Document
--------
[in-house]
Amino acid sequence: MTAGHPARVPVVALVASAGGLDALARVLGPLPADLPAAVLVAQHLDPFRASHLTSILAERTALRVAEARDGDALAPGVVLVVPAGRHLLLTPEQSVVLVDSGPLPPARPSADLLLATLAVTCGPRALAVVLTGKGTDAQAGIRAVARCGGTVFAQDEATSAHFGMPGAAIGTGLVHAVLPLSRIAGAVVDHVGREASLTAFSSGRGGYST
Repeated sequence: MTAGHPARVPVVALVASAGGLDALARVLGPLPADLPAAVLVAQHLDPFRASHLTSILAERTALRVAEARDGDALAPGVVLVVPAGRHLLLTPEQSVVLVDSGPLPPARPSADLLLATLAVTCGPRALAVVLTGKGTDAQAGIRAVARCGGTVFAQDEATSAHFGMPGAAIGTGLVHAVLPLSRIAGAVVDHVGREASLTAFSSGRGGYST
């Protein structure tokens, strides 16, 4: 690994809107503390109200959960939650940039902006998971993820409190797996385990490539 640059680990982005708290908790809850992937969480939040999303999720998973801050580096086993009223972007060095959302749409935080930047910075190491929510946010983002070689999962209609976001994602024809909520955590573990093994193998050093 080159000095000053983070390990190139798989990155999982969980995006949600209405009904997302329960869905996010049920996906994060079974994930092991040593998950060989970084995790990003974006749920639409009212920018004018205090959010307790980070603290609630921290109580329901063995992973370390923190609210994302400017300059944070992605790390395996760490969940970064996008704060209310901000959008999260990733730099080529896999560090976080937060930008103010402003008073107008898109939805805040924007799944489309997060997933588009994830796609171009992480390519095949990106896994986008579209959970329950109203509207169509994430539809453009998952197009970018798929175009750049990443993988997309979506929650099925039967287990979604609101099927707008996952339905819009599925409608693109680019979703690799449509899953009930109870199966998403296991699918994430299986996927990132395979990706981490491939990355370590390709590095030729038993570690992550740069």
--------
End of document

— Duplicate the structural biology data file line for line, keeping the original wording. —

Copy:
[in-house]
Amino acid sequence: MTAGHPARVPVVALVASAGGLDALARVLGPLPADLPAAVLVAQHLDPFRASHLTSILAERTALRVAEARDGDALAPGVVLVVPAGRHLLLTPEQSVVLVDSGPLPPARPSADLLLATLAVTCGPRALAVVLTGKGTDAQAGIRAVARCGGTVFAQDEATSAHFGMPGAAIGTGLVHAVLPLSRIAGAVVDHVGREASLTAFSSGRGGYST
Repeated sequence: MTAGHPARVPVVALVASAGGLDALARVLGPLPADLPAAVLVAQHLDPFRASHLTSILAERTALRVAEARDGDALAPGVVLVVPAGRHLLLTPEQSVVLVDSGPLPPARPSADLLLATLAVTCGPRALAVVLTGKGTDAQAGIRAVARCGGTVFAQDEATSAHFGMPGAAIGTGLVHAVLPLSRIAGAVVDHVGREASLTAFSSGRGGYST
């Protein structure tokens, strides 16, 4: 690994809107503390109200959960939650940039902006998971993820409190797996385990490539 640059680990982005708290908790809850992937969480939040999303999720998973801050580096086993009223972007060095959302749409935080930047910075190491929510946010983002070689999962209609976001994602024809909520955590573990093994193998050093 080159000095000053983070390990190139798989990155999982969980995006949600209405009904997302329960869905996010049920996906994060079974994930092991040593998950060989970084995790990003974006749920639409009212920018004018205090959010307790980070603290609630921290109580329901063995992973370390923190609210994302400017300059944070992605790390395996760490969940970064996008704060209310901000959008999260990733730099080529896999560090976080937060930008103010402003008073107008898109939805805040924007799944489309997060997933588009994830796609171009992480390519095949990106896994986008579209959970329950109203509207169509994430539809453009998952197009970018798929175009750049990443993988997309979506929650099925039967287990979604609101099927707008996952339905819009599925409608693109680019979703690799449509899953009930109870199966998403296991699918994430299986996927990132395979990706981490491939990355370590390709590095030729038993570690992550740069």